Every now and then I mention something like “I hate pie charts” or “Ichabod’s Theory of Language” that really begs more explanation. The plan was never to leave you in the dark. The plan was to explain thing later when the explanation wouldn’t clog up the semi-narrative pseudo-flow of my normal blogging style. As the motto of the University of Rochester Roleplaying Team states, “Venimus, vidimus, etiam dictum purus” (We came, we saw, we’ll explain later).
So today I am going to explain Ichabod’s Theory of Language. By calling it Ichabod’s Theory of Language I don’t mean to claim that I invented it. It’s kind of obvious, so I expect some more eminent philosopher came up with it before me. In fact, I probably studied it when I was an undergraduate. I just mean to say that it is the theory I subscribe to.
One of the main problems in the philosophy of language is reference. That is, when I say “Bob” you know who I’m talking about, even if Bob is not in the room and I can’t point to him for clarification. Somehow the word “Bob” refers to the person Bob. But how does that work? It may not seem like something to worry about, but it becomes an issue when you talk about abstract concepts (like postmodernism or non-Euclidean vector spaces) or impossible objects (like a round square or a good Ben Affleck movie).
Ichabod’s Theory of Language deals with reference. Now, the word “Bob” obviously does not have a direct relationship to the person Bob, because the word “Bob” is in your head but the physical object Bob is not. (Any Buddhists in the audience are advised to stay quiet and wait for it.) Your mind does not have access to Bob. What does it have access to? You might say it has access to sense impressions of Bob: times you seen Bob, or heard him speak. But your mind doesn’t really have access to sense impressions. The brain does an incredible amount of pre-processing on the information received through the senses before it gets to what we would call the conscious mind. That is how we see one image even though we have two eyes, and how we have a sense of which direction a sound is coming from. It is also the source of most optical illusions.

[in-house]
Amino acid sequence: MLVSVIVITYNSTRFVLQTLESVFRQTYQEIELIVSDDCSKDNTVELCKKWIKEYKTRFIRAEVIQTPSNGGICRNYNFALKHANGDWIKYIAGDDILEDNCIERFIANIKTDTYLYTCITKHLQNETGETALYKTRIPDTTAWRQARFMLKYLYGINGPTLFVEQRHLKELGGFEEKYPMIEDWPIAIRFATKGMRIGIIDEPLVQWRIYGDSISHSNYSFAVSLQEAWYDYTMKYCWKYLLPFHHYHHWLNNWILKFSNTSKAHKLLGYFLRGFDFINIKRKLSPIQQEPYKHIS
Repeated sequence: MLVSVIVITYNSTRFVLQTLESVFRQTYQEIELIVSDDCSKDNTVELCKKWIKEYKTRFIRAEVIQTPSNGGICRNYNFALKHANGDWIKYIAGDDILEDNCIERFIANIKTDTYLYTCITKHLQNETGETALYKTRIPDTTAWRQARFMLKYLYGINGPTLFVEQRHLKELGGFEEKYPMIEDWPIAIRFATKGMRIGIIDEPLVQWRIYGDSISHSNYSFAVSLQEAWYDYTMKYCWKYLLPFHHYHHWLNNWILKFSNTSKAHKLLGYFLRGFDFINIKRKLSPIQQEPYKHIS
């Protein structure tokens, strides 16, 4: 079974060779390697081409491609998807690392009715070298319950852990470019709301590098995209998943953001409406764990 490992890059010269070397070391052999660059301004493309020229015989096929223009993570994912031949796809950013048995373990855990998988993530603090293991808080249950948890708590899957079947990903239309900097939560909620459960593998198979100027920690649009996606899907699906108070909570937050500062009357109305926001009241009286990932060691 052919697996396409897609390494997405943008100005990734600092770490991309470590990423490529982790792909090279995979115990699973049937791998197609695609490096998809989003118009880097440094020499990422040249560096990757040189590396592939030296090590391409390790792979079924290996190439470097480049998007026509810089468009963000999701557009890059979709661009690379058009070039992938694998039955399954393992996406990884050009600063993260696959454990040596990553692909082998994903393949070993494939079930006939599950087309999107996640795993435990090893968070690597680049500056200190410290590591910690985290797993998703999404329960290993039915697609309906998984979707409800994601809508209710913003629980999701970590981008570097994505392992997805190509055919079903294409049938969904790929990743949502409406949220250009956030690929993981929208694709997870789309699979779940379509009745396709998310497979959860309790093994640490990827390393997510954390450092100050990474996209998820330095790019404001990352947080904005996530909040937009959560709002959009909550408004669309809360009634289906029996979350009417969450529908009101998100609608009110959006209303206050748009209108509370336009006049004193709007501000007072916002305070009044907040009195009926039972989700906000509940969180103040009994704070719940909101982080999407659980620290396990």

So we don’t have access to sense impressions. What we do have access to is our perceptions of those sense impressions. Perceptions being the output of the pre-processing our mind does on the sense impressions. But we don’t even have access to that. Remember, Bob is not in the room. We can’t see him, hear him, smell him, and I’m not going any further with that. So all we have are a memory of Bob. Of course, it’s not really a memory of Bob, it’s a memory of a perception of a sense impression of Bob. The trick here is that memory is not accurate. In any given scene certain things stand out to us, and that is what we remember. What stands out to you isn’t the same as what stands out to me, so we will remember the same scene differently. Over time our memories can change, so that the parts we do remember weren’t even there in the first place.
It’s not the case that we have just one memory either. Most likely we have lots of memories of Bob. So what we have is not a memory of Bob, but a set of memories of perceptions of sense impressions of Bob. If we’ve had different interactions with Bob, we will have different sets of memories of Bob, beyond the fact stated above that our shared memories of Bob will probably be different. Just as our memories of Bob will emphasize certain parts of the scene, so will our sets of memories emphasize different memories. Certain memories we’ve had of Bob will have be more important to us than others, they will have more weight.
So what the word “Bob” refers to in the final sense is a weighted set of memories of perceptions of sense impressions of Bob. I think of that weighted set and say the word “Bob.” You hear the word “Bob” and conjure up your own weighted set that is different than mine. The weighted set you conjure up is probably different than the weighted set you conjured up when I said “Bob” yesterday!
Where’s Bob in all of this? He’s nowhere. Bob is just collateral damage in this whole process. The fact of the matter is that the word “Bob” doesn’t refer to Bob, philosophers just like to pretend it does. And now all the Buddhist heave a sigh of relief because they never believed that Bob existed in the first place.
That’s why I think it’s a miracle we manage to communicate at all. When my Mom comes to town and we manage to end up at the same restaurant for lunch it’s amazing. On those occasions when we showed up at different restaurants I was not surprised at all. And when conversations about abstract things like economic policy and morals go down the tubes, I am again not surprised at all.